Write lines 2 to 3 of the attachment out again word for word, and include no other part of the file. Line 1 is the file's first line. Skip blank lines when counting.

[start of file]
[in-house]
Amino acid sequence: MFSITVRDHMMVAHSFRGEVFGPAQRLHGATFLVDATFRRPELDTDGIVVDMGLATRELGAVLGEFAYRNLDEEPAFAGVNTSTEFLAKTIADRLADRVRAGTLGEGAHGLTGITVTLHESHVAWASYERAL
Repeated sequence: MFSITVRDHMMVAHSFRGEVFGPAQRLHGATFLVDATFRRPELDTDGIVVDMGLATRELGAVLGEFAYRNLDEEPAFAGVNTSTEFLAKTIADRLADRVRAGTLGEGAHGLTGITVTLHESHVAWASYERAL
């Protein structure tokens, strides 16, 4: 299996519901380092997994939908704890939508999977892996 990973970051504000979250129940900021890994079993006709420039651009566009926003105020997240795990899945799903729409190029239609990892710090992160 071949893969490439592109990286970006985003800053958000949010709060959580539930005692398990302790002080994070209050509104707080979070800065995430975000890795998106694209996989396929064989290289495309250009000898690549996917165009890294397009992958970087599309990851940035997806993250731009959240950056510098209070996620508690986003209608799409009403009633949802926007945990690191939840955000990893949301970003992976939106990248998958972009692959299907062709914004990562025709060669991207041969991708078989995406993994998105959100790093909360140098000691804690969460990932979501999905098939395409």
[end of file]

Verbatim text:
Amino acid sequence: MFSITVRDHMMVAHSFRGEVFGPAQRLHGATFLVDATFRRPELDTDGIVVDMGLATRELGAVLGEFAYRNLDEEPAFAGVNTSTEFLAKTIADRLADRVRAGTLGEGAHGLTGITVTLHESHVAWASYERAL
Repeated sequence: MFSITVRDHMMVAHSFRGEVFGPAQRLHGATFLVDATFRRPELDTDGIVVDMGLATRELGAVLGEFAYRNLDEEPAFAGVNTSTEFLAKTIADRLADRVRAGTLGEGAHGLTGITVTLHESHVAWASYERAL